Christine Marie Carlson

Christine Carlson (Gulu Disabled Persons Union): Christine received her BA from The Evergreen State College. She went on to work for Planned Parenthood in Seattle, advocating for reproductive health strategies; co-manage a project on HIV-AIDS with PATH (the Northwest Microbicides Campaign Bill) funded by the Gates Foundation; and worked as an associate producer for Bill Nye’s series “The Eyes of Nye.” Christine was pursuing a Master’s in International Public Administration at the Monterey Institute of International Studies (MIIS) at the time of her fellowship. After her fellowship, Christine wrote: “I was extremely lucky to have such a wonderful group of people to work with. They are highly social and welcomed me eagerly. They tried to put my desk in an outside office, but I insisted on being put in the main office. I often bought sodas and fruit for the whole office, took photos constantly (which they loved) and was always available to lend a hand or an ear.”

Contrast of Settings… Keeping the heart open.

27 May

last night in carmel

After exams were over for my first year of graduate school I celebrated with champagne in a posh bar in Carmel. The table of strangers across at the next table congratulated me and my colleagues and asked me what was next, “Advocating for the disabled in northern Uganda.” The contrast of settings was surreal. They shifted uncomfortably in their seats and made a few comments about all those “poor victims in Africa.”  I smiled and explained that the region I’m going to is experiencing a renaissance of hope and that the individuals I’ve connected with during my planning have sent me the warmest letters of gratitude and joy.  A woman in the group asked how she could help. (Of course I gave them my AP website that includes a donations link!)

Once I threw myself into the idea that I was actually going to Uganda for the summer and started making inquiries the connections flooded in. I’m eager to meet all the wonderful people in Gulu who have sent me such warm messages.  The tone of their corrospondance astounds me after having read of the unfathomable horror that took place there.  Everyone I have met tells that the memories press closely but the sense of hope is equally present.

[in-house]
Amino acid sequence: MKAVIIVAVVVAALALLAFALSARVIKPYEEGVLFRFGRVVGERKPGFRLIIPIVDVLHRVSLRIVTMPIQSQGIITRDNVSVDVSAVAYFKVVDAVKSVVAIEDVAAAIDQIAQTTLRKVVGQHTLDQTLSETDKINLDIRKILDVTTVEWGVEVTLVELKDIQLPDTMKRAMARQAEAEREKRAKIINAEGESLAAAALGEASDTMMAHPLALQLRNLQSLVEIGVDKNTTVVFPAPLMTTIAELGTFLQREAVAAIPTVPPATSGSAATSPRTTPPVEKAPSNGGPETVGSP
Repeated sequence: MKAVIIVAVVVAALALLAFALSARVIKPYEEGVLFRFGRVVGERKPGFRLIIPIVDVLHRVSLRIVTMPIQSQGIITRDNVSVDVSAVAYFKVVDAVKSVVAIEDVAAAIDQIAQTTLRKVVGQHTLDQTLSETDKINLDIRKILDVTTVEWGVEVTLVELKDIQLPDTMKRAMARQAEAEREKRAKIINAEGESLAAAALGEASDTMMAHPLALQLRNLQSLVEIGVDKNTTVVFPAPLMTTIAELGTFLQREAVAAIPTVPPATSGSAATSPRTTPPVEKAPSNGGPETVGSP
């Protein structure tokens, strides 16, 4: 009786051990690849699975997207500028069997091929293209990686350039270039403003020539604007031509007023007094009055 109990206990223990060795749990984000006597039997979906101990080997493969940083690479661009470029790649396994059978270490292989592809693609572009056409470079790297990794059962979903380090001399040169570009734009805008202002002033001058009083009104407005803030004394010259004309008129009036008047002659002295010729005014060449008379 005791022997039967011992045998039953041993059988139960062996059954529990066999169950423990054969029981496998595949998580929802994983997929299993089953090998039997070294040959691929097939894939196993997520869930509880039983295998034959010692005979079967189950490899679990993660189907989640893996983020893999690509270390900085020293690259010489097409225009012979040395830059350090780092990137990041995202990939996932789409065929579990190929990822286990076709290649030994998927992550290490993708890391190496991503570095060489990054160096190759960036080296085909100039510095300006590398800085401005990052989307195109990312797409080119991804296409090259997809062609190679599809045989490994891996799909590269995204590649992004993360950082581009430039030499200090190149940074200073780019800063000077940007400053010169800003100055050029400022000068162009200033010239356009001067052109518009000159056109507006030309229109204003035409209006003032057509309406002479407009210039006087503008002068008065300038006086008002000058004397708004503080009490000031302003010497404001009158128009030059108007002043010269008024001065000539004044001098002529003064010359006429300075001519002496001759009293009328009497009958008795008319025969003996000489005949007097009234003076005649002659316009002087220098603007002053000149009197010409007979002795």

My images of mondern Gulu were best formed by my conversations with fellow graduate student Muwor Dior who is from southern Sudan. I gave him a worried look about finding accommodation and he returned with a belly laugh and, “Oh Christine, a family will take you in, everyone is wonderful there. You will have a great time.” The next day he connected me with Joyce Laker who is also an alumna from our school and from Gulu.  Not only was she extremely kind in offering me assistance with securing lodging but, to my surprise she she wrote, “My mother was the coordinator for the Union for a long period of time since its inception. …I am so excited for you and my mum will be very proud of you.” One more incredible sign that I’m supposed to be going to Gulu.

My heart is open and ready for more confirmation that not only will I be fine in Gulu,but my fellowship with GDPU will manifest incredible opportunities.

Posted By Christine Marie Carlson

Posted May 27th, 2010


  • Tereza Bottman

    May 27, 2010


    I appreciate your focus on the “renaissance of hope” in the region. Great first post. Bon voyage!

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